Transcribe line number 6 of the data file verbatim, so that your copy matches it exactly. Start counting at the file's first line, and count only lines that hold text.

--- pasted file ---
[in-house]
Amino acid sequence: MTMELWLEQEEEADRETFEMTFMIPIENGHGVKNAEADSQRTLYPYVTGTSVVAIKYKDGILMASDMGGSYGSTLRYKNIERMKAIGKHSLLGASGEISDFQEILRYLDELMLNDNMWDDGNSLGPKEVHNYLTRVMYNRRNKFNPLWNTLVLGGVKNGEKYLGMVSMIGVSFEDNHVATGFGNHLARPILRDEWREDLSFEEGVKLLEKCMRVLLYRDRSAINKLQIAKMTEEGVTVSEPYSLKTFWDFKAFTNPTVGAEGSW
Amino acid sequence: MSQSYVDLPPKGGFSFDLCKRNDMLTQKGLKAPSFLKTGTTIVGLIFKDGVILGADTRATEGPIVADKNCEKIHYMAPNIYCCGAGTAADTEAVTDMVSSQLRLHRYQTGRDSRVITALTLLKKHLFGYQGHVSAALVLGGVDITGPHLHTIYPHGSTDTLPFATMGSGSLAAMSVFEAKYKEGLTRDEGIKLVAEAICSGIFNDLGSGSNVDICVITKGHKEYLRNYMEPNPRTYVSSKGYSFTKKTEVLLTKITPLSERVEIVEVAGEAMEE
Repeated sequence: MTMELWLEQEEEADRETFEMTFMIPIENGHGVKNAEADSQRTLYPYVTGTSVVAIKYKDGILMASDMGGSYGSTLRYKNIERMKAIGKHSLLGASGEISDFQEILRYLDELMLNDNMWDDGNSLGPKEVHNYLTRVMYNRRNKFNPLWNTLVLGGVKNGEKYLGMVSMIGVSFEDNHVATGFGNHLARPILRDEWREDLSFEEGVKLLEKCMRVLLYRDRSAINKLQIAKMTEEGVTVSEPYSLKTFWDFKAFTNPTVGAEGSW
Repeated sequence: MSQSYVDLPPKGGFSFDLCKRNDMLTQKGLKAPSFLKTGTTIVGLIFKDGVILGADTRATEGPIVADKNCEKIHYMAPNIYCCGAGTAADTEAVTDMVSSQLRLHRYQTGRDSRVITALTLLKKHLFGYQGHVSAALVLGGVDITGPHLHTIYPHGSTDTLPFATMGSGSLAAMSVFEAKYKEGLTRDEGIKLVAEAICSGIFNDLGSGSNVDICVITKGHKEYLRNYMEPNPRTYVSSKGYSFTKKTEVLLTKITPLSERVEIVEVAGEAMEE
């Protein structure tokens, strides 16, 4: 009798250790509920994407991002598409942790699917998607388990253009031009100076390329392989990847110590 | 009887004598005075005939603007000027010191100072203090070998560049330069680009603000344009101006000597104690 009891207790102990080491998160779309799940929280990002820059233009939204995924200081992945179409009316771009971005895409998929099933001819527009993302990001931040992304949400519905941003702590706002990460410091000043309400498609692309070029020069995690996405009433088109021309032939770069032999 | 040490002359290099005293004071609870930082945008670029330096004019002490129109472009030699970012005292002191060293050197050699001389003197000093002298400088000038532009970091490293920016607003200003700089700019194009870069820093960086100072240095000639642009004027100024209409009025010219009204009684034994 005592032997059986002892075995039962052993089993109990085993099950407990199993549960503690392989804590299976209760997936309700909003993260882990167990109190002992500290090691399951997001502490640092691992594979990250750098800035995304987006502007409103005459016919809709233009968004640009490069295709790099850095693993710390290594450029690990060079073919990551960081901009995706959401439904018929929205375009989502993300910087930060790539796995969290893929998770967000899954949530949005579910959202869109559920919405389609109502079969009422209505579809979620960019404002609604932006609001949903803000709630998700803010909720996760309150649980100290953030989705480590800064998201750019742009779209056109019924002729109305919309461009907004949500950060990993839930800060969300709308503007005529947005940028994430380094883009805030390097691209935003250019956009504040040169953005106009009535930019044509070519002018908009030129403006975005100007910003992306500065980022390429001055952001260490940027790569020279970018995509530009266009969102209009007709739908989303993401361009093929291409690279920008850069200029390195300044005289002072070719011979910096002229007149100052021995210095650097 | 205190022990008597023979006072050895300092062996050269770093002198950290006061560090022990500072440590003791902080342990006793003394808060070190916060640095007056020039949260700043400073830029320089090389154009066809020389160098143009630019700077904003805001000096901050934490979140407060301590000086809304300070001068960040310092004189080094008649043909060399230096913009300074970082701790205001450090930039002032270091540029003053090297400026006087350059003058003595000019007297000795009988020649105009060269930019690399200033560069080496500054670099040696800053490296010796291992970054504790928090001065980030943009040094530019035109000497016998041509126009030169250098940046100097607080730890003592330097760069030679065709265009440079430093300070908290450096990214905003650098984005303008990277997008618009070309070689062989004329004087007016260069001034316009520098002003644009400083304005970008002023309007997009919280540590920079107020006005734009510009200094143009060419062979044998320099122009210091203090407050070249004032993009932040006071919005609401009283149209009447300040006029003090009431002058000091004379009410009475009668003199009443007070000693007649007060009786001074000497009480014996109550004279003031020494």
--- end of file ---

């Protein structure tokens, strides 16, 4: 009798250790509920994407991002598409942790699917998607388990253009031009100076390329392989990847110590 | 009887004598005075005939603007000027010191100072203090070998560049330069680009603000344009101006000597104690 009891207790102990080491998160779309799940929280990002820059233009939204995924200081992945179409009316771009971005895409998929099933001819527009993302990001931040992304949400519905941003702590706002990460410091000043309400498609692309070029020069995690996405009433088109021309032939770069032999 | 040490002359290099005293004071609870930082945008670029330096004019002490129109472009030699970012005292002191060293050197050699001389003197000093002298400088000038532009970091490293920016607003200003700089700019194009870069820093960086100072240095000639642009004027100024209409009025010219009204009684034994 005592032997059986002892075995039962052993089993109990085993099950407990199993549960503690392989804590299976209760997936309700909003993260882990167990109190002992500290090691399951997001502490640092691992594979990250750098800035995304987006502007409103005459016919809709233009968004640009490069295709790099850095693993710390290594450029690990060079073919990551960081901009995706959401439904018929929205375009989502993300910087930060790539796995969290893929998770967000899954949530949005579910959202869109559920919405389609109502079969009422209505579809979620960019404002609604932006609001949903803000709630998700803010909720996760309150649980100290953030989705480590800064998201750019742009779209056109019924002729109305919309461009907004949500950060990993839930800060969300709308503007005529947005940028994430380094883009805030390097691209935003250019956009504040040169953005106009009535930019044509070519002018908009030129403006975005100007910003992306500065980022390429001055952001260490940027790569020279970018995509530009266009969102209009007709739908989303993401361009093929291409690279920008850069200029390195300044005289002072070719011979910096002229007149100052021995210095650097 | 205190022990008597023979006072050895300092062996050269770093002198950290006061560090022990500072440590003791902080342990006793003394808060070190916060640095007056020039949260700043400073830029320089090389154009066809020389160098143009630019700077904003805001000096901050934490979140407060301590000086809304300070001068960040310092004189080094008649043909060399230096913009300074970082701790205001450090930039002032270091540029003053090297400026006087350059003058003595000019007297000795009988020649105009060269930019690399200033560069080496500054670099040696800053490296010796291992970054504790928090001065980030943009040094530019035109000497016998041509126009030169250098940046100097607080730890003592330097760069030679065709265009440079430093300070908290450096990214905003650098984005303008990277997008618009070309070689062989004329004087007016260069001034316009520098002003644009400083304005970008002023309007997009919280540590920079107020006005734009510009200094143009060419062979044998320099122009210091203090407050070249004032993009932040006071919005609401009283149209009447300040006029003090009431002058000091004379009410009475009668003199009443007070000693007649007060009786001074000497009480014996109550004279003031020494």